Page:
Reni narration: I am not convinced by Billy’s use of the word ‘outsiders’ in this context. I think it actually bolsters the ‘white working class versus multiculturalism’ myth that working class people who are not white are still having to deal with.
Someone who I think completely embodies the fact that it’s not ‘either or’ is the rapper, historian, author and activist, Akala. He was born in the early 80s to a white Scottish mum and a Jamaican father, although he doesn’t define as mixed race. He also has a book out soon -- titled Natives, and publishing in May.
Akala: So my granddad one of the things he used to say and I write about this in my book is poor man, he was a soldier, he had been tortured in battle, you know he was not very well educated and he used to say you know well at least I'm not a nigger. You know, so he understood even though people pretend they can understand it today, it's no longer fashionable yet it's the very well what the psychological wages of whiteness meant to him, what it meant to be white. Even though he was just as poor as my Caribbean family he still felt he could disown his own daughter, which he did, for getting with a black guy because he still felt well at least I'm not black. That was his source of pride.
Reni narration: I asked Akala if he knows where this extra layer of ‘belonging’ for white people who are working class is coming from.
Akala: So this sense of nativist kind of white working class you belong, they don't, they’re the reason you know you're in the situation you're in is playing on that saying look look you might be poor, the material benefits of whiteness might be meagre. But we can at least give you some psychological benefit and say well you are better than these people, you are better than David Adjaye. You have more right to be here, you've played more of a role in Britain's development than one of the top architects in this country's history what happens to be a British Ghanaian simply by being white yeah, even if young African Caribbean boys have re-defined British popular culture even if Asian migrants to this country have redefined British cuisine simply by being white you belong, they don't. There's people whose grandparents who came from Poland who've never even thought about the fact they are immigrants. Do you see what I mean, who are not even encouraged to think about it anymore.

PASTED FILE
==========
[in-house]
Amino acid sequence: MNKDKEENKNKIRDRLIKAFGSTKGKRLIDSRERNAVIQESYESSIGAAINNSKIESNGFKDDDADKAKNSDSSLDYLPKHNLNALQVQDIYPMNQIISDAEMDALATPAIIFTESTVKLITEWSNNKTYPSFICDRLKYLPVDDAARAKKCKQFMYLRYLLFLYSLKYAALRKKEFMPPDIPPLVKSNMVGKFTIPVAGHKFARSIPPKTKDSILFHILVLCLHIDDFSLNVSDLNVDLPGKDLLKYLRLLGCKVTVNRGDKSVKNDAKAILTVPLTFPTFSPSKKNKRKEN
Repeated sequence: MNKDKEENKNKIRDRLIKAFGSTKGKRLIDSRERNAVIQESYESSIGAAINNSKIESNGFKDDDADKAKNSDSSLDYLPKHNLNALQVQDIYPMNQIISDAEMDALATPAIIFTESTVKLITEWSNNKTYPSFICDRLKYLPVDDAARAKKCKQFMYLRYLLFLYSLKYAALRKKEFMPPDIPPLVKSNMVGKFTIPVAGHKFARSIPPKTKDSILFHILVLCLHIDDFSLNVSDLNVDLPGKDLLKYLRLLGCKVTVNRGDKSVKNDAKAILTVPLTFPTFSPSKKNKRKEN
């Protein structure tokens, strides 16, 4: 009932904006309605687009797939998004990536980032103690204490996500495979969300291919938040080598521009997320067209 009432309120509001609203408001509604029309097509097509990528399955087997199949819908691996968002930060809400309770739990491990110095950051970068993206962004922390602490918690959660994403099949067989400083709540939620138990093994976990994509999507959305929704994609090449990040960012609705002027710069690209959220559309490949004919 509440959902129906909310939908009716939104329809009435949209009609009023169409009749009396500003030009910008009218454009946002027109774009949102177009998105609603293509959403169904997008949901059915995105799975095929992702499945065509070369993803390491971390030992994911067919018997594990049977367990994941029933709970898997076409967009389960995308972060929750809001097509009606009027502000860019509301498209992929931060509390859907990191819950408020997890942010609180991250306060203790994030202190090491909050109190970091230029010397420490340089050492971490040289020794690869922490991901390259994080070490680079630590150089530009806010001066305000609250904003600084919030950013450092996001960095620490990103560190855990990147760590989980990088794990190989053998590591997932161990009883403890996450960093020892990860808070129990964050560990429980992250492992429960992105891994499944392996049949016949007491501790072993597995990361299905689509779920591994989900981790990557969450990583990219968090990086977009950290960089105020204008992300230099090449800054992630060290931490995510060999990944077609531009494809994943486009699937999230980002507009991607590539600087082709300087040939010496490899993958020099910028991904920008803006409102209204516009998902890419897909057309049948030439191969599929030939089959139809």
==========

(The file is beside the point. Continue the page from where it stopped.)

Reni narration: Around the time that Akala and I spoke, there was a hoo ha online about an interview that the BBC presenter Steph McGovern had given to the Sunday Times. I’ll quote her verbatim.
“We concentrate too much on ethnic diversity and not enough on class. It’s dead important to represent loads of different cultures. But what the BBC doesn’t do enough of is thinking about getting people from more working-class backgrounds’.
Akala: 15 percent of white British people are eligible for free school meals. About 40 percent of ethnic minorities eligible for free school meals. So ethnic minority communities are literally more overwhelmingly working class communities. So if she means working class it would still mean disproportionately it should, proportionally if we take working class people and we say right proportionally who’s more working class well ethnic minority communities are overrepresented in that status. Now don’t get me wrong I have some sympathy for the white working class and I believe that there should be some sort of multi racial class collaboration if that's possible.
Reni: The argument is that any emphasis on ethnic minorities is a loss for white people who are also working class. It's a narrative a potent one that I believe started with the far right and has absolutely seeped into popular culture.
Akala: But what's the evidence? I mean the evidence suggests…
Reni: Nah they never go on evidence.